Journal article

Psychiatric comorbidity in treatment-seeking substance use disorder patients with and without attention deficit hyperactivity disorder: results of the IASP study

Katelijne vanEmmerik-van Oortmerssen, Geurt van de Glind, Maarten WJ Koeter, Steve Allsop, Marc Auriacombe, Csaba Barta, Eli Torild H Bu, Yuliya Burren, Pieter-Jan Carpentier, Susan Carruthers, Miguel Casas, Zsolt Demetrovics, Geert Dom, Stephen V Faraone, Melina Fatseas, Johan Franck, Brian Johnson, Mate Kapitany-Foeveny, Sharlene Kaye, Maija Konstenius Show all

ADDICTION | WILEY | Published : 2014

Abstract

AIMS: To determine comorbidity patterns in treatment-seeking substance use disorder (SUD) patients with and without adult attention deficit hyperactivity disorder (ADHD), with an emphasis on subgroups defined by ADHD subtype, taking into account differences related to gender and primary substance of abuse. DESIGN: Data were obtained from the cross-sectional International ADHD in Substance use disorder Prevalence (IASP) study. SETTING: Forty-seven centres of SUD treatment in 10 countries. PARTICIPANTS: A total of 1205 treatment-seeking SUD patients. MEASUREMENTS: Structured diagnostic assessments were used for all disorders: presence of ADHD was assessed with the Conners' Adult ADHD Diagnosti..

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Grants

Awarded by French Ministry of Health


Awarded by French National Research Agency PRA-CNRS-CHU-Bordeaux award


Awarded by Plan Nacional sobre Drogas, Ministerio de Sanidad y Politica Social


Awarded by Swiss Foundation of Alcohol Research


Awarded by European Social Fund


Awarded by NATIONAL INSTITUTE ON DRUG ABUSE


Funding Acknowledgements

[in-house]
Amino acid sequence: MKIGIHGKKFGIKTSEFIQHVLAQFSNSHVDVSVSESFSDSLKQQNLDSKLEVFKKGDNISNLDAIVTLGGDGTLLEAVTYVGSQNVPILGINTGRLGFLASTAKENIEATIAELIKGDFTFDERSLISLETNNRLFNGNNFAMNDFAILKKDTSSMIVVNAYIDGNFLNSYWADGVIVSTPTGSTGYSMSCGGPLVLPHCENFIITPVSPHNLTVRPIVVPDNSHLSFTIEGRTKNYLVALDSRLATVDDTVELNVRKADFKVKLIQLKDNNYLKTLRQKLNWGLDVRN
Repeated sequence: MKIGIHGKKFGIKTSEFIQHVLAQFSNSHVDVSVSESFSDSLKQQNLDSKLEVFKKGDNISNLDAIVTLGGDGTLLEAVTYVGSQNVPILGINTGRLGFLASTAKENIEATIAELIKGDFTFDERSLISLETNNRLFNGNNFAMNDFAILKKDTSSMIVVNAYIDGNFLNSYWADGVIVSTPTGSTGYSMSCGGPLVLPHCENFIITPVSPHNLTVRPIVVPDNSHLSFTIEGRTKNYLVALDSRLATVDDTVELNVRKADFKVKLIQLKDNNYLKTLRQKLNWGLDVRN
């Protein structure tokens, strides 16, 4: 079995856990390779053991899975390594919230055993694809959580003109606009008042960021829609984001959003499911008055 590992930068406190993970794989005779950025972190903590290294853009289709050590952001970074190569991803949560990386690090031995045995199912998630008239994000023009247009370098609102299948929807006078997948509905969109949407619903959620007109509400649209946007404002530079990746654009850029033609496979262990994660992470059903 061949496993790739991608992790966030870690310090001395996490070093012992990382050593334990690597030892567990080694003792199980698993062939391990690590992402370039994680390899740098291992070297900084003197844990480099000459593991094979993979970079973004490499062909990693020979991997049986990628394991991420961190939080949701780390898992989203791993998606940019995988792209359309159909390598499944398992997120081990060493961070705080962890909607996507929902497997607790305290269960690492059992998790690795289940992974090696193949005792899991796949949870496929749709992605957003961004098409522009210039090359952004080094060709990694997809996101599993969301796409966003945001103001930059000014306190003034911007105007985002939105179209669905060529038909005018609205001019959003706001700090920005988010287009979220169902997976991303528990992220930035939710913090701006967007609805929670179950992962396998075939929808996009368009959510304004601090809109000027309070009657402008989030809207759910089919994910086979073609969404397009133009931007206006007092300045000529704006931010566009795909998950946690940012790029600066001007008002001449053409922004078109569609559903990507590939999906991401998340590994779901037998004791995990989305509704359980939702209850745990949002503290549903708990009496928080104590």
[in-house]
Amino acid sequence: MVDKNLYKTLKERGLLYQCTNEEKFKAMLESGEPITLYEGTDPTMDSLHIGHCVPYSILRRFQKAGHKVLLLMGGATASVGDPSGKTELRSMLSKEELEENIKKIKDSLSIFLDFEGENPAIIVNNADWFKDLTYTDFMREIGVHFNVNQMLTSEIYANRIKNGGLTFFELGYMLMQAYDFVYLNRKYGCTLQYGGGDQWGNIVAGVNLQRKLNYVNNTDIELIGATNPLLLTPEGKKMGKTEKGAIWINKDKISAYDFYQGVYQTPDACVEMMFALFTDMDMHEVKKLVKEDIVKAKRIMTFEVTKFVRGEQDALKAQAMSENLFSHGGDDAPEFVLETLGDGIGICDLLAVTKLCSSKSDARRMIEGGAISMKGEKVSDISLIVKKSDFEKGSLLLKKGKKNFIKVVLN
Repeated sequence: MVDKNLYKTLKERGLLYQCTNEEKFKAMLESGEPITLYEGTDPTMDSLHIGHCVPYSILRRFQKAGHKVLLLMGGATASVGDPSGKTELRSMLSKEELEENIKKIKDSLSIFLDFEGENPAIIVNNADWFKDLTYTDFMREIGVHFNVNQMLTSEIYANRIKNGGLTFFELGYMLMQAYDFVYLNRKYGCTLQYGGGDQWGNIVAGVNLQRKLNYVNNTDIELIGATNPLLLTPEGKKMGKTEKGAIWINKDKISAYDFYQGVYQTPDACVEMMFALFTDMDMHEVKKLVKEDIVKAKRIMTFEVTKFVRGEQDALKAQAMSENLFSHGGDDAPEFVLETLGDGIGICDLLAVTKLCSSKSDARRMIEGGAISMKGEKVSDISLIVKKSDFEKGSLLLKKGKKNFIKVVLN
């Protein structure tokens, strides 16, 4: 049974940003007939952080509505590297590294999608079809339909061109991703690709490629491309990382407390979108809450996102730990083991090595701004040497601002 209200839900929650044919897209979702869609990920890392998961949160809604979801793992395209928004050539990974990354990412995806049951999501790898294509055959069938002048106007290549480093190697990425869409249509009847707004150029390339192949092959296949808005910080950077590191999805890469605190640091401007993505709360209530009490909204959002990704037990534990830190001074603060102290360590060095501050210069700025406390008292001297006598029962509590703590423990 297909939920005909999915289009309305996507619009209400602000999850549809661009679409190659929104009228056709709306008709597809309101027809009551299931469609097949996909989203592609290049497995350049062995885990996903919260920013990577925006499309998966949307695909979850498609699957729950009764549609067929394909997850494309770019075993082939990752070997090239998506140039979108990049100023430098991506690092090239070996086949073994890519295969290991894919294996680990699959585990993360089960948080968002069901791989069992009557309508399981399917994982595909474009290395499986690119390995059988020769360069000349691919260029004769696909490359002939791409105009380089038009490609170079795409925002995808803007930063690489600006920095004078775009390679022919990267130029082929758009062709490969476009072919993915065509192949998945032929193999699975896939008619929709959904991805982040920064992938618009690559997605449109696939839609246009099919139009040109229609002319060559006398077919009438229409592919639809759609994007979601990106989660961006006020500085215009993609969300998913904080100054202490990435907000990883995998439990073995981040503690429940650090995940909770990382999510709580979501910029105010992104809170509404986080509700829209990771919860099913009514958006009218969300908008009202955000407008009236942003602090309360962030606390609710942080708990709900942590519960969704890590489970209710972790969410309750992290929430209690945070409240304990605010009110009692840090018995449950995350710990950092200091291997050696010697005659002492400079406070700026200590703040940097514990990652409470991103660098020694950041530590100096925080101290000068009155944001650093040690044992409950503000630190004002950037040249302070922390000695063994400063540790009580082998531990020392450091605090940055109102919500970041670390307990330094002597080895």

The following people participated in this study: Atul Beniwal, Geert Bosma, Joanne Cassar, Therese Dahl, Constanza Daigre, Romain Debrabant, Louisa Degenhardt, Rutger-Jan van der Gaag, David Hay, Kari Lossius, Eva Karin LOvaas, Marion Malivert, Merete Moller, Carlos Roncero, Laura Stevens, Sara Wallhed, Anneke van Wamel and Jesse Young. The authors would like to thank all patients who participated in the IASP study. In the period of development of the study, the ICASA network received unrestricted grants from the following pharmaceutical companies: Janssen Cilag, Eli Lilly & Company and Shire. Since becoming a formal foundation (September 2010), the ICASA network has operated independently from pharmaceutical funding, obtaining funding via the following sources. Participating institutes: the Noaber Foundation, the Waterloo Foundation and the Augeo Foundation. The local institutes report the following funding sources. The Netherlands, Amsterdam: no external funding was obtained. The participating institute, Arkin, paid for the costs involved, and used funding from Fonds NutsOhra for this project. Norway, Bergen Clinics Foundation: main external funding has been the regional research council for addiction in West Norway [Regionalt kompetansesenter for rusmiddelforskning i Helse Vest (KORFOR)], funding a 50% position. The remaining resources, including staff and infrastructure, have been from the Bergen Clinics Foundation. Norway, Fredrikstad: the IASP was funded by the hospital, Sykehuset Ostfold HF not with money, but with 50% of the salary of the participating professionals, then by two sources outside the hospital: the Regional Centre of Dual Diagnosis and the Social and Health directory. Sweden, Stockholm: the study was funded by the Stockholm Centre for Dependency Disorders. Belgium: the IASP project in Belgium received private funding. France, Bordeaux: financial support was received from two funding sources: a Research Grant PHRC (2006-12) from the French Ministry of Health to M.A. and a French National Research Agency PRA-CNRS-CHU-Bordeaux award (2008-10) to M.F. Spain, Barcelona: financial support was received from Plan Nacional sobre Drogas, Ministerio de Sanidad y Politica Social (PND 0080/2011), the Agencia de Salut Publica de Barcelona and the Departament de Salut, Government of Catalonia, Spain. Switzerland, Berne/Zurich: the IASP in Switzerland was funded by the Swiss Foundation of Alcohol Research (grant no. 209). Hungary, Budapest: there was no direct funding, but the following grant was used: the European Union and the European Social Fund have provided financial support to the project under the grant agreement no. TaMOP 4.2.1./B-09/1/KMR-2010-0003. Australia: the IASP Screening Phase was funded by a strategic funding faculty grant from the Curtin University of Technology, Perth, Western Australia. Syracuse, USA: no funding was obtained.